We are the optimists. We believe in buying low and selling high, but we are not just buying up every cheap stock on the lot. We are engaged in a systematic process called rebalancing and are continuously assessing each portfolio we manage. The goal is to always have the portfolio in a state of balance.

This is not a passive process, but we are also not market timing. There are many issues with selling now and buying when the market “goes up” or “when things look better.”

  1. It’s extremely stressful. Doing that just replaces one stress (losing money) with another (not knowing when to get back in).
  2. To time the market successfully, you must be right twice. It’s extremely difficult to do and very unlikely. You must know the exact time to get out AND the exact time to get back in. Looking at the day-to-day, up-and-down roller coaster that is the stock market, this is not recommended (see #1).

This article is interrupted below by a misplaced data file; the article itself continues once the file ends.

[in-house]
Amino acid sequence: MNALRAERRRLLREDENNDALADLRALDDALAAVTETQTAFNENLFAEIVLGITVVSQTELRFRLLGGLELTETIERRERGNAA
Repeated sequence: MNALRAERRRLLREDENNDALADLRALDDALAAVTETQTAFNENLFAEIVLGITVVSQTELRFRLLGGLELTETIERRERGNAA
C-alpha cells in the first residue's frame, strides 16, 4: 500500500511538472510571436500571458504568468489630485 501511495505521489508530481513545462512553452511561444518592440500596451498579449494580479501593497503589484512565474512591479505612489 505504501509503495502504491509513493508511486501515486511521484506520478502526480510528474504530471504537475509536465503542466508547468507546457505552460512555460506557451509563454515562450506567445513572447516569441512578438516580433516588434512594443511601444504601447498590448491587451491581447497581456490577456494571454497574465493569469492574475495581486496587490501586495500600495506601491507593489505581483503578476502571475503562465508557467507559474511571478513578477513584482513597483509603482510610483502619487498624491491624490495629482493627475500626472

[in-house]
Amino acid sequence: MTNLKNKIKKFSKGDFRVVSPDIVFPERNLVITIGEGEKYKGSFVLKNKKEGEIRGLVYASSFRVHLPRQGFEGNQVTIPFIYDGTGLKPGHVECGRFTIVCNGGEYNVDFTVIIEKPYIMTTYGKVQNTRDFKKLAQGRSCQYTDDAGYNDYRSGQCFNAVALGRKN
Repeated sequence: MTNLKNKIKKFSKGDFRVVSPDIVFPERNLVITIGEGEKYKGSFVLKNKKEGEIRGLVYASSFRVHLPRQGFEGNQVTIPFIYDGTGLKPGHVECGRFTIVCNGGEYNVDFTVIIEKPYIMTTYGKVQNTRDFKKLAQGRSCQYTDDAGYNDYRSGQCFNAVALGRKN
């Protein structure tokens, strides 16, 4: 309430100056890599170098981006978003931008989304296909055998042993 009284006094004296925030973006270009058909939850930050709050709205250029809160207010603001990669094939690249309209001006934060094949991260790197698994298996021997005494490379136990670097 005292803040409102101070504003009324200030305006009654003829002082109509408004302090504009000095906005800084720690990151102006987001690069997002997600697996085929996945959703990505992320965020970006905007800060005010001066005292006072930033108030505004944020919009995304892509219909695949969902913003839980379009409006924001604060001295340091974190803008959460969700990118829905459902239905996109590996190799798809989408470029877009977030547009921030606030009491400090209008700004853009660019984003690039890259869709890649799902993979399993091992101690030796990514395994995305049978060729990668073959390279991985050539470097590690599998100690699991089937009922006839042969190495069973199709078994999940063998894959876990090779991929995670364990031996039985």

3. By the time the smoke clears, it will likely have already been too late to get back in. In 2009, when the economy and unemployment was seemingly at its absolute worst, the markets had gone up over 25% — around twice the historical average. In fact, the market is almost always a leading indicator of the economy.

In short, if you sell low and the market recovers before you buy again you have locked in the loss. If you hold on, when the market recovers, you haven’t lost anything.

There are, however, situations when it’s advisable to sell when the market drops, especially when there is an opportunity to mitigate future taxes. Along with rebalancing, we also do tax loss harvesting in the portfolios we manage.